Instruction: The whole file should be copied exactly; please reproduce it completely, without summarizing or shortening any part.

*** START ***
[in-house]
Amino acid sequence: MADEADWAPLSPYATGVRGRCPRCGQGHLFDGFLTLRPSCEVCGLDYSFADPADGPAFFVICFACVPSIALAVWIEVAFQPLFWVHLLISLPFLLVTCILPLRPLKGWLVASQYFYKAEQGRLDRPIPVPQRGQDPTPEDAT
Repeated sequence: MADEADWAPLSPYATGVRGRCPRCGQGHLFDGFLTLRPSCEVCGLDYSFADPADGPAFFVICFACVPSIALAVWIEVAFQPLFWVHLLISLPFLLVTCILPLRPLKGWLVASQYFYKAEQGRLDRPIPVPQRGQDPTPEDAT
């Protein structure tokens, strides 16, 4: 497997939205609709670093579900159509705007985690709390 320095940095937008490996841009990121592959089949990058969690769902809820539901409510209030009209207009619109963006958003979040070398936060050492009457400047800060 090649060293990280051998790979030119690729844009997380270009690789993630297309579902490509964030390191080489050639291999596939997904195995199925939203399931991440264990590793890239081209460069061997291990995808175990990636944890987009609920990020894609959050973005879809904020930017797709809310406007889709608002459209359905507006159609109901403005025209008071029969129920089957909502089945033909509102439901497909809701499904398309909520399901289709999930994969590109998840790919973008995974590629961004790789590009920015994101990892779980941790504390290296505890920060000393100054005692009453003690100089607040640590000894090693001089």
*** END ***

[in-house]
Amino acid sequence: MADEADWAPLSPYATGVRGRCPRCGQGHLFDGFLTLRPSCEVCGLDYSFADPADGPAFFVICFACVPSIALAVWIEVAFQPLFWVHLLISLPFLLVTCILPLRPLKGWLVASQYFYKAEQGRLDRPIPVPQRGQDPTPEDAT
Repeated sequence: MADEADWAPLSPYATGVRGRCPRCGQGHLFDGFLTLRPSCEVCGLDYSFADPADGPAFFVICFACVPSIALAVWIEVAFQPLFWVHLLISLPFLLVTCILPLRPLKGWLVASQYFYKAEQGRLDRPIPVPQRGQDPTPEDAT
């Protein structure tokens, strides 16, 4: 497997939205609709670093579900159509705007985690709390 320095940095937008490996841009990121592959089949990058969690769902809820539901409510209030009209207009619109963006958003979040070398936060050492009457400047800060 090649060293990280051998790979030119690729844009997380270009690789993630297309579902490509964030390191080489050639291999596939997904195995199925939203399931991440264990590793890239081209460069061997291990995808175990990636944890987009609920990020894609959050973005879809904020930017797709809310406007889709608002459209359905507006159609109901403005025209008071029969129920089957909502089945033909509102439901497909809701499904398309909520399901289709999930994969590109998840790919973008995974590629961004790789590009920015994101990892779980941790504390290296505890920060000393100054005692009453003690100089607040640590000894090693001089």